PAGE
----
The Microwave Oven
Percy Spencer invented the microwave oven, which uses a type of radiation to warm food quickly and efficiently. People now use the device on a daily basis to heat foods ranging from popcorn to frozen dinners. One this day in 1945, the patent application for the microwave cooking process was filed.
The first half of the twentieth century become synonymous with large-scale war and scientific innovation, the combination of which led to the development of many technologies including the introduction of radar. In a deal between British and American researchers, the cavity magnetron was developed into a viable radar system, and by 1941 magnetrons for radar systems were being manufactured at a rate of 17 per day at Raytheon. It was during this time that a researcher at Raytheon, Percy Lebaron Spencer, made two important discoveries.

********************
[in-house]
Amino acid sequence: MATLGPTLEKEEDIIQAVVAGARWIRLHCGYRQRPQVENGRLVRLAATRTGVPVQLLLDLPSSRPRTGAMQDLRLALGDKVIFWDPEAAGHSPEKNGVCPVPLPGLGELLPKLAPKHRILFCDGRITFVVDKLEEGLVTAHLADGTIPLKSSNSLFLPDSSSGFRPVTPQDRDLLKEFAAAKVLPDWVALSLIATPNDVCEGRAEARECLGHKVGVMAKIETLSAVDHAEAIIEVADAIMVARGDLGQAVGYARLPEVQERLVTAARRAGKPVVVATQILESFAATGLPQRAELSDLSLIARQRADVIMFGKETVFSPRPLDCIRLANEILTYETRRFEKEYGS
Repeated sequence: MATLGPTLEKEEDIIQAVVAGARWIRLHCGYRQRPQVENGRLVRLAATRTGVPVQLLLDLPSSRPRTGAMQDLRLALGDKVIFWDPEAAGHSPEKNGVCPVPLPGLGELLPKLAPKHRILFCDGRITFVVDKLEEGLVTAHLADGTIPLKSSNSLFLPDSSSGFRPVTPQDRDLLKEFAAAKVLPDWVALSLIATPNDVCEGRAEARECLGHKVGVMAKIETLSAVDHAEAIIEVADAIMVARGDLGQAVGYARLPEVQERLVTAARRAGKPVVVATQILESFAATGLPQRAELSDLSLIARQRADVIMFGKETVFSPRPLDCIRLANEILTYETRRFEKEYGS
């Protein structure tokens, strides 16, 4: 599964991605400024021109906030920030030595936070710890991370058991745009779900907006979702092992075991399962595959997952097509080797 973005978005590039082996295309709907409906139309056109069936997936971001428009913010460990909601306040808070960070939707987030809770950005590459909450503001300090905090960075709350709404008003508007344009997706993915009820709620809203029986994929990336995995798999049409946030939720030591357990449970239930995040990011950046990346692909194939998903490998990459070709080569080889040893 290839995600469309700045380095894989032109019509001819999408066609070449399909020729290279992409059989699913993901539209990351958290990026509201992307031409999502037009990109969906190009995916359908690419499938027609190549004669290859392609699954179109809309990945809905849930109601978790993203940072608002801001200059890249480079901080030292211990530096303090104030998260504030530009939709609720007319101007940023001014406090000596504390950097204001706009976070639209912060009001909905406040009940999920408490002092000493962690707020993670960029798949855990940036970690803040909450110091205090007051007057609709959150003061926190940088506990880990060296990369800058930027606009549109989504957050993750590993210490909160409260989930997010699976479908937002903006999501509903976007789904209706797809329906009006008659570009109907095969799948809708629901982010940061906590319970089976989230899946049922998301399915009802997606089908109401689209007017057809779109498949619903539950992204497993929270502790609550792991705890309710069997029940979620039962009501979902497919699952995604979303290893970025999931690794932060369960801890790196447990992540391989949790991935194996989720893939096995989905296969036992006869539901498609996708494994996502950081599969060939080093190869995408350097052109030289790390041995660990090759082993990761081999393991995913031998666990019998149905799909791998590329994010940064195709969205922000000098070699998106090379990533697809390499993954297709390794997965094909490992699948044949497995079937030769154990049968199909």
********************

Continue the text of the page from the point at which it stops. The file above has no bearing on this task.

Firstly, he was awarded the Distinguished Public Service Award by the US Navy for significantly improving the manufacturing process of magnetrons and increasing production more than 100-fold. Secondly, perhaps more famously, in 1945 while standing in front of an open magnetron he noticed that a chocolate bar had melted in his pocket. After several other ‘‘tests’’ including popping popcorn and exploding eggs he concluded that microwave radiation could be tailored for use in cooking devices and hence the invention of the microwave oven.
By 1947 the first commercial microwave oven had been manufactured by Raytheon, although during the first few years of commercialization these ovens stood at nearly 6 feet tall and weighed over 700 pounds. By the 1970s microwave ovens had become much more accommodating for household use, and by 1975 the sales of microwave ovens started to exceed those of gas oven ranges in the USA.
Excerpted with permission, Royal Society of Chemistry.